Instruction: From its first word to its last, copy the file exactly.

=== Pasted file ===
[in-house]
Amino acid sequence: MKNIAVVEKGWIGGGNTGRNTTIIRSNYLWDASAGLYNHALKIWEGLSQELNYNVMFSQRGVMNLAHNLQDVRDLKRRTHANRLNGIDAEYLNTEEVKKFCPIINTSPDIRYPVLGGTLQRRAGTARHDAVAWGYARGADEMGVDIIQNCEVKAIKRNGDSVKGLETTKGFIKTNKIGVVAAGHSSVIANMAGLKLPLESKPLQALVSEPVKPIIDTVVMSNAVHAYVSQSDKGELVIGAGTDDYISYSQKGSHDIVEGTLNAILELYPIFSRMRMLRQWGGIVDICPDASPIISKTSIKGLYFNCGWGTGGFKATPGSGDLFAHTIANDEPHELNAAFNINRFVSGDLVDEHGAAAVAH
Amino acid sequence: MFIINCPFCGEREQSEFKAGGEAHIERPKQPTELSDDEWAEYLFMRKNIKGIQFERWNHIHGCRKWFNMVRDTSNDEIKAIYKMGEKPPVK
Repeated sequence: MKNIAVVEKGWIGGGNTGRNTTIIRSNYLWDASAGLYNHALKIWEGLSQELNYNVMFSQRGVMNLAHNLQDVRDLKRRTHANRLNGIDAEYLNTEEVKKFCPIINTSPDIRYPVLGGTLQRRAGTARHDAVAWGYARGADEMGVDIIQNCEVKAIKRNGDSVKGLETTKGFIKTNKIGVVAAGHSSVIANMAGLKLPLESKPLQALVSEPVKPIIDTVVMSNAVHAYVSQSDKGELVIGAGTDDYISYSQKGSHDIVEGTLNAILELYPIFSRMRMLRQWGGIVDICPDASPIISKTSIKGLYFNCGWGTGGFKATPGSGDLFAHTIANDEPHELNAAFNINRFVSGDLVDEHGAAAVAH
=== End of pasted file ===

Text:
[in-house]
Amino acid sequence: MKNIAVVEKGWIGGGNTGRNTTIIRSNYLWDASAGLYNHALKIWEGLSQELNYNVMFSQRGVMNLAHNLQDVRDLKRRTHANRLNGIDAEYLNTEEVKKFCPIINTSPDIRYPVLGGTLQRRAGTARHDAVAWGYARGADEMGVDIIQNCEVKAIKRNGDSVKGLETTKGFIKTNKIGVVAAGHSSVIANMAGLKLPLESKPLQALVSEPVKPIIDTVVMSNAVHAYVSQSDKGELVIGAGTDDYISYSQKGSHDIVEGTLNAILELYPIFSRMRMLRQWGGIVDICPDASPIISKTSIKGLYFNCGWGTGGFKATPGSGDLFAHTIANDEPHELNAAFNINRFVSGDLVDEHGAAAVAH
Amino acid sequence: MFIINCPFCGEREQSEFKAGGEAHIERPKQPTELSDDEWAEYLFMRKNIKGIQFERWNHIHGCRKWFNMVRDTSNDEIKAIYKMGEKPPVK
Repeated sequence: MKNIAVVEKGWIGGGNTGRNTTIIRSNYLWDASAGLYNHALKIWEGLSQELNYNVMFSQRGVMNLAHNLQDVRDLKRRTHANRLNGIDAEYLNTEEVKKFCPIINTSPDIRYPVLGGTLQRRAGTARHDAVAWGYARGADEMGVDIIQNCEVKAIKRNGDSVKGLETTKGFIKTNKIGVVAAGHSSVIANMAGLKLPLESKPLQALVSEPVKPIIDTVVMSNAVHAYVSQSDKGELVIGAGTDDYISYSQKGSHDIVEGTLNAILELYPIFSRMRMLRQWGGIVDICPDASPIISKTSIKGLYFNCGWGTGGFKATPGSGDLFAHTIANDEPHELNAAFNINRFVSGDLVDEHGAAAVAH